Maggie, an employee with one of the leading NGO forum in the country has possession of medical cover that includes up to three family members courtesy of her employers with a major insurance company in town. When her two year old son; Kafeero fell sick and was taken for routine checkup at the nearby clinic, the diagnosis was inconclusive. Whatever symptoms the boy showed were consistent with one ailment but the tests showed nothing to prove it. Maggie then took her son to associates hospital backed by her insurance cover and the results showed the boy to have contracted a blood infection. Treatment of which out her own pocket would have cost her upwards of Ugx2million for preliminaries and the consequent costs of care could have ballooned to nearly Ugx3million. Much as the policy could cater for costs up to Ugx1.5million, the difference was much appreciated in her bank account.
Medical insurance ensures financial protection for the policy holder, give one a worthy and healthy life and accord security to family members. As for companies, insurance policies serve to motivate staff and increase productivity. The consequences of medical uncertainty are far reaching and no one can be certain their plan will work. However medical insurance may be the plan that actually sticks with you through that most trying of moments when one’s health is on the line.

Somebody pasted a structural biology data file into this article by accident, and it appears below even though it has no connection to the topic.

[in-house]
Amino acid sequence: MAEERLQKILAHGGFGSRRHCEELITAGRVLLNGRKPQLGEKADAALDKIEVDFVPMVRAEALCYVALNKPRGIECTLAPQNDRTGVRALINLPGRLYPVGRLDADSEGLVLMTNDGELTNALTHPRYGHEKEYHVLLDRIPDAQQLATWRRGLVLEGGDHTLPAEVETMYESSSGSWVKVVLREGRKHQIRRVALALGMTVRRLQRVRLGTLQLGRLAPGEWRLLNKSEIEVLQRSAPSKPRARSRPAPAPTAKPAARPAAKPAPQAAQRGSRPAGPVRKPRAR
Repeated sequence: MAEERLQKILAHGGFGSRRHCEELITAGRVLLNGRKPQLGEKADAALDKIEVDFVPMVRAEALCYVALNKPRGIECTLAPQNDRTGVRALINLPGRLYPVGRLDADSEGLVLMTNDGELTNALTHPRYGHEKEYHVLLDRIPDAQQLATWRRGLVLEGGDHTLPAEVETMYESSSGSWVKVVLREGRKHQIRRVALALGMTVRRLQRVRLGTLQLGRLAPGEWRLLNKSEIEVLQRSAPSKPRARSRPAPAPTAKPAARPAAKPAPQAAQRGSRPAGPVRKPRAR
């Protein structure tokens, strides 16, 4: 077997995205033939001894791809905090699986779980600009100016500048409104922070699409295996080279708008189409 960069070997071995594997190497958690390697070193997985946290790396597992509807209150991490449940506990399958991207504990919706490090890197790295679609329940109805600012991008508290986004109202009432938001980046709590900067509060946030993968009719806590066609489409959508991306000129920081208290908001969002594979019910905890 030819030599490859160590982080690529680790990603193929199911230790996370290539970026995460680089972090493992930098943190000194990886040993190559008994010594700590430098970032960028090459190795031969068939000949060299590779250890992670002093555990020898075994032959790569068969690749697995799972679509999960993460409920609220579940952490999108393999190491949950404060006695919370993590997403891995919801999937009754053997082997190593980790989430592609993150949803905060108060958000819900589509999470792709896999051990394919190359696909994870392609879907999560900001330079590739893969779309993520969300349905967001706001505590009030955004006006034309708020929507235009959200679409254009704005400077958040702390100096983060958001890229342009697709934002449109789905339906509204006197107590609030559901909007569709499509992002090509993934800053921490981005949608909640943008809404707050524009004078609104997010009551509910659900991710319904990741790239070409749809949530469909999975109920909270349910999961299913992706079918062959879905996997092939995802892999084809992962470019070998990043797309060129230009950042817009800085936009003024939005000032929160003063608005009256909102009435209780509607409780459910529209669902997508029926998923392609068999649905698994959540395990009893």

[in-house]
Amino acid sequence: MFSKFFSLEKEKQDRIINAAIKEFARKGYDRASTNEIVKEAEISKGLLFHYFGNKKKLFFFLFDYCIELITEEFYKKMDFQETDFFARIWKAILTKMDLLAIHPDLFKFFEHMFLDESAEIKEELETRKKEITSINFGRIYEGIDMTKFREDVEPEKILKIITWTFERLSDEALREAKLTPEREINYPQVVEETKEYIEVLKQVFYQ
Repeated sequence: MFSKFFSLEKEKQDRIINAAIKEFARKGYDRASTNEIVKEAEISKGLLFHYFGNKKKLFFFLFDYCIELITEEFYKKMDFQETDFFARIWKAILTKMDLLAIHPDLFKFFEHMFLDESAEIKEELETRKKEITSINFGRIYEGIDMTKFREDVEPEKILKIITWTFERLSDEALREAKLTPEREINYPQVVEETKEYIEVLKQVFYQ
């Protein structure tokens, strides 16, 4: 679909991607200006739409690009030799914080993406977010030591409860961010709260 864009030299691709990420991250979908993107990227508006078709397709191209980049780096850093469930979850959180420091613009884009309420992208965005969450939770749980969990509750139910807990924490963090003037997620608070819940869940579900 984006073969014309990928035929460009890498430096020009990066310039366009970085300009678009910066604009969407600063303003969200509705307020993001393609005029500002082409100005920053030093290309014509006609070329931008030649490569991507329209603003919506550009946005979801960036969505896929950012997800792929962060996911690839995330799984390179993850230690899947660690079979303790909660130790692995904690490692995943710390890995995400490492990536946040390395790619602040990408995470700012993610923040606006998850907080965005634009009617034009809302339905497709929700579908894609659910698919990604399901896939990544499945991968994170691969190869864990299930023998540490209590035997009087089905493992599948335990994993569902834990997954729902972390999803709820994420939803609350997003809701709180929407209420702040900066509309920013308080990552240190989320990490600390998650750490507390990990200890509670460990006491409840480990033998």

Before taking on medical insurance, The cost and coverage of the policy.
A premium for simple ailments may range from Ugx50000 to Ugx150000 per month. Whereas a more comprehensive cover ranges from Ugax650000 and above depending on what is included. For instance with palliative care and cross border treatments may cause increase in premiums paid as this allows for access to evacuation and specialized treatment. Coverage is concerned with the seriousness of the condition or just the desire to close up any loose ends that a disease may sneak past depending on the person.
Length of coverage and terms of an upgrade or renewal.
It’s imperative that the person seeking insurance knows how long the policy will hold. For some it could fall anywhere from short to long term. Depending on the requirements of the person, a policy should be tailored to address the time period within which one may require the services. It further more implies that one should be in position to know the probable costs of upgrading or renewing a policy on expiry of the current one.
Affiliate hospitals and treatment.
To know which hospital you can access and which treatment can be offered is important. Due to the nature of ailments, some covers limit the access one has to certain hospitals and what they can do. Hence such knowledge is crucial in deciding how well your policy will serve you and how often.
This is the most challenging department in insurance. It is related with many frauds. Assuming one had emergency treatment that is covered in their policy but in a place other than is stipulated for associative facilities, then there must be a memorandum of understanding as to how best recover those monies spent. Furthermore in due course of doing business, discrepancies will arise. How the company addresses them is important through the channels of communication and feedback.
As it is, call your broker today and work out a way to access the best deal on the medical insurance market and this could someday save you the blushes of having in to see your doctor fearing the medical results as well the resultant bill.
SOURCE: SUMMIT BUSINESS.NET/VOL. 08 ISSUE 15 August 2016.